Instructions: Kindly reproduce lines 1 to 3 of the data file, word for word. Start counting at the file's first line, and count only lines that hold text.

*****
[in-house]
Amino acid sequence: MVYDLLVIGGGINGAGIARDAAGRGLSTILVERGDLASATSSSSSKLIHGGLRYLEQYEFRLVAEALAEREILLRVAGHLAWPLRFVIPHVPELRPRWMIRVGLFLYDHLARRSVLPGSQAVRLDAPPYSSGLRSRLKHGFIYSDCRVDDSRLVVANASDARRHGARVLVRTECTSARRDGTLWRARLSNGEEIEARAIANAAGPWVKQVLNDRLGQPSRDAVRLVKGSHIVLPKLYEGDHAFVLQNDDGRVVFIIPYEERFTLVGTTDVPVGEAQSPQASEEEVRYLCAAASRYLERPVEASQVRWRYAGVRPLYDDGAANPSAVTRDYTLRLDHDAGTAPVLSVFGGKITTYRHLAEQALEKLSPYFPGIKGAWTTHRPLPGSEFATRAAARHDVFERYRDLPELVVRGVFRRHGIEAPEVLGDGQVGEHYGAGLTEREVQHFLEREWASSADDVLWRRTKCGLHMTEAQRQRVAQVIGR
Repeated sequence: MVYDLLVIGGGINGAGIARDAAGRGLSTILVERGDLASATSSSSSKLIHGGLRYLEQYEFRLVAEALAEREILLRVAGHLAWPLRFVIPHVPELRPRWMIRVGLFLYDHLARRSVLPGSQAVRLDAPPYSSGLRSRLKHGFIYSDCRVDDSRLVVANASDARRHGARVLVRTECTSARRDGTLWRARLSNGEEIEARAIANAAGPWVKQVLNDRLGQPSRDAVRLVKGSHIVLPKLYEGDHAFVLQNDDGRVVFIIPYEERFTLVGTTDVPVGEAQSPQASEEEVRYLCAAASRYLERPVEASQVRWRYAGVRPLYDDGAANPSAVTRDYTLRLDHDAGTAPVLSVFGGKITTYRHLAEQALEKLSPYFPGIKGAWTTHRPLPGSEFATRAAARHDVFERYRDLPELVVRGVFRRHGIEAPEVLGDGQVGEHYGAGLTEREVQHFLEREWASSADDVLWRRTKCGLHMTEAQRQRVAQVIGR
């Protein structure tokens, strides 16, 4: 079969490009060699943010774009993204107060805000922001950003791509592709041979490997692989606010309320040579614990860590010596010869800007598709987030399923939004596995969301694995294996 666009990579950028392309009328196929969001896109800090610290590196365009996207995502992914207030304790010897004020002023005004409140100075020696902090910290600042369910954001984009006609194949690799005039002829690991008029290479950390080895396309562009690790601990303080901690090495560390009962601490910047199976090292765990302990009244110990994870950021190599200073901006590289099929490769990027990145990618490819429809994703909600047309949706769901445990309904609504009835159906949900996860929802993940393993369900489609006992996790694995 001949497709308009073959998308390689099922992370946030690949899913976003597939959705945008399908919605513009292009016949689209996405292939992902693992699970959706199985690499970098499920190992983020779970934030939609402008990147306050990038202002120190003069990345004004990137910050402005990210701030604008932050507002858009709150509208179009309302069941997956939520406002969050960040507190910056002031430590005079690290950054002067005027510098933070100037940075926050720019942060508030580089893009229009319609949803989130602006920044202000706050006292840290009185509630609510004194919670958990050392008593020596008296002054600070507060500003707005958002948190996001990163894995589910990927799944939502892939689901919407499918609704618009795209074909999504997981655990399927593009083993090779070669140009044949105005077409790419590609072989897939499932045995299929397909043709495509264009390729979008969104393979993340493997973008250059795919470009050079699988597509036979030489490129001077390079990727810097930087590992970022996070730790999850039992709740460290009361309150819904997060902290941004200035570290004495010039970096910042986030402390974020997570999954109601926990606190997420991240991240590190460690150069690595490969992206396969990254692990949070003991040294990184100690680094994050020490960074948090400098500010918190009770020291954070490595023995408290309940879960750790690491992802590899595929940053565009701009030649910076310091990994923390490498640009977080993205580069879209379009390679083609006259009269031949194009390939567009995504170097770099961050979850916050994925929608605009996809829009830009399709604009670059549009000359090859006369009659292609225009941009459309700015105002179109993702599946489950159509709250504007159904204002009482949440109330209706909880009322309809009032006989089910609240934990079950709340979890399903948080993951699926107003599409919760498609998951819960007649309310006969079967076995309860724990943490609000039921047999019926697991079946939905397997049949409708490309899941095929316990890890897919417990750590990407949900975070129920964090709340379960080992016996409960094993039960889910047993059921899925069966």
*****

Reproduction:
[in-house]
Amino acid sequence: MVYDLLVIGGGINGAGIARDAAGRGLSTILVERGDLASATSSSSSKLIHGGLRYLEQYEFRLVAEALAEREILLRVAGHLAWPLRFVIPHVPELRPRWMIRVGLFLYDHLARRSVLPGSQAVRLDAPPYSSGLRSRLKHGFIYSDCRVDDSRLVVANASDARRHGARVLVRTECTSARRDGTLWRARLSNGEEIEARAIANAAGPWVKQVLNDRLGQPSRDAVRLVKGSHIVLPKLYEGDHAFVLQNDDGRVVFIIPYEERFTLVGTTDVPVGEAQSPQASEEEVRYLCAAASRYLERPVEASQVRWRYAGVRPLYDDGAANPSAVTRDYTLRLDHDAGTAPVLSVFGGKITTYRHLAEQALEKLSPYFPGIKGAWTTHRPLPGSEFATRAAARHDVFERYRDLPELVVRGVFRRHGIEAPEVLGDGQVGEHYGAGLTEREVQHFLEREWASSADDVLWRRTKCGLHMTEAQRQRVAQVIGR
Repeated sequence: MVYDLLVIGGGINGAGIARDAAGRGLSTILVERGDLASATSSSSSKLIHGGLRYLEQYEFRLVAEALAEREILLRVAGHLAWPLRFVIPHVPELRPRWMIRVGLFLYDHLARRSVLPGSQAVRLDAPPYSSGLRSRLKHGFIYSDCRVDDSRLVVANASDARRHGARVLVRTECTSARRDGTLWRARLSNGEEIEARAIANAAGPWVKQVLNDRLGQPSRDAVRLVKGSHIVLPKLYEGDHAFVLQNDDGRVVFIIPYEERFTLVGTTDVPVGEAQSPQASEEEVRYLCAAASRYLERPVEASQVRWRYAGVRPLYDDGAANPSAVTRDYTLRLDHDAGTAPVLSVFGGKITTYRHLAEQALEKLSPYFPGIKGAWTTHRPLPGSEFATRAAARHDVFERYRDLPELVVRGVFRRHGIEAPEVLGDGQVGEHYGAGLTEREVQHFLEREWASSADDVLWRRTKCGLHMTEAQRQRVAQVIGR